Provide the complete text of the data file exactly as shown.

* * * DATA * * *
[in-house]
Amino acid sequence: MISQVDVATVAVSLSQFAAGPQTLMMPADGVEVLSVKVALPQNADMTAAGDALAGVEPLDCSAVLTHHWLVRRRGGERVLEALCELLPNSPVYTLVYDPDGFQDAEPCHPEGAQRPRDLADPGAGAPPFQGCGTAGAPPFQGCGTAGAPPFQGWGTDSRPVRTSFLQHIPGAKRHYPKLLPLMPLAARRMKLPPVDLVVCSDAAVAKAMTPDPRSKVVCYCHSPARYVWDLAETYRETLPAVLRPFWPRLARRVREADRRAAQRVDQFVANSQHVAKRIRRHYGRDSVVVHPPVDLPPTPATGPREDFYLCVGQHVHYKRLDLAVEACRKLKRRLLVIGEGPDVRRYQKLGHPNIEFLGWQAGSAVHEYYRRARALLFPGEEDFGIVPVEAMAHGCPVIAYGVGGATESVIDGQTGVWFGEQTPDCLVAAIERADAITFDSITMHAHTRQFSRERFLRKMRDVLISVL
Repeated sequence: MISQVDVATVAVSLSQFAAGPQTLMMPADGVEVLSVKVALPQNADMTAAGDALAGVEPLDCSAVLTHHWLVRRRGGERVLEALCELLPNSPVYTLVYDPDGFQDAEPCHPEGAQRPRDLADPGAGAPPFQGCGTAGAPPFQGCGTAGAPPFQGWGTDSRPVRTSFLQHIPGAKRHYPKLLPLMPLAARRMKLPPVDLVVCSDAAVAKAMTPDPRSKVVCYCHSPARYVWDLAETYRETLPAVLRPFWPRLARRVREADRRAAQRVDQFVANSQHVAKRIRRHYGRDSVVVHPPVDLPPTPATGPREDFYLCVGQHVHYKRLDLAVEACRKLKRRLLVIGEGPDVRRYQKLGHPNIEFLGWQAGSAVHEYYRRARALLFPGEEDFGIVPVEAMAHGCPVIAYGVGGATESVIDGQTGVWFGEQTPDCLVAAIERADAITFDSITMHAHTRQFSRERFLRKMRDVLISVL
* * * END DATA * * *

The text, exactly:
[in-house]
Amino acid sequence: MISQVDVATVAVSLSQFAAGPQTLMMPADGVEVLSVKVALPQNADMTAAGDALAGVEPLDCSAVLTHHWLVRRRGGERVLEALCELLPNSPVYTLVYDPDGFQDAEPCHPEGAQRPRDLADPGAGAPPFQGCGTAGAPPFQGCGTAGAPPFQGWGTDSRPVRTSFLQHIPGAKRHYPKLLPLMPLAARRMKLPPVDLVVCSDAAVAKAMTPDPRSKVVCYCHSPARYVWDLAETYRETLPAVLRPFWPRLARRVREADRRAAQRVDQFVANSQHVAKRIRRHYGRDSVVVHPPVDLPPTPATGPREDFYLCVGQHVHYKRLDLAVEACRKLKRRLLVIGEGPDVRRYQKLGHPNIEFLGWQAGSAVHEYYRRARALLFPGEEDFGIVPVEAMAHGCPVIAYGVGGATESVIDGQTGVWFGEQTPDCLVAAIERADAITFDSITMHAHTRQFSRERFLRKMRDVLISVL
Repeated sequence: MISQVDVATVAVSLSQFAAGPQTLMMPADGVEVLSVKVALPQNADMTAAGDALAGVEPLDCSAVLTHHWLVRRRGGERVLEALCELLPNSPVYTLVYDPDGFQDAEPCHPEGAQRPRDLADPGAGAPPFQGCGTAGAPPFQGCGTAGAPPFQGWGTDSRPVRTSFLQHIPGAKRHYPKLLPLMPLAARRMKLPPVDLVVCSDAAVAKAMTPDPRSKVVCYCHSPARYVWDLAETYRETLPAVLRPFWPRLARRVREADRRAAQRVDQFVANSQHVAKRIRRHYGRDSVVVHPPVDLPPTPATGPREDFYLCVGQHVHYKRLDLAVEACRKLKRRLLVIGEGPDVRRYQKLGHPNIEFLGWQAGSAVHEYYRRARALLFPGEEDFGIVPVEAMAHGCPVIAYGVGGATESVIDGQTGVWFGEQTPDCLVAAIERADAITFDSITMHAHTRQFSRERFLRKMRDVLISVL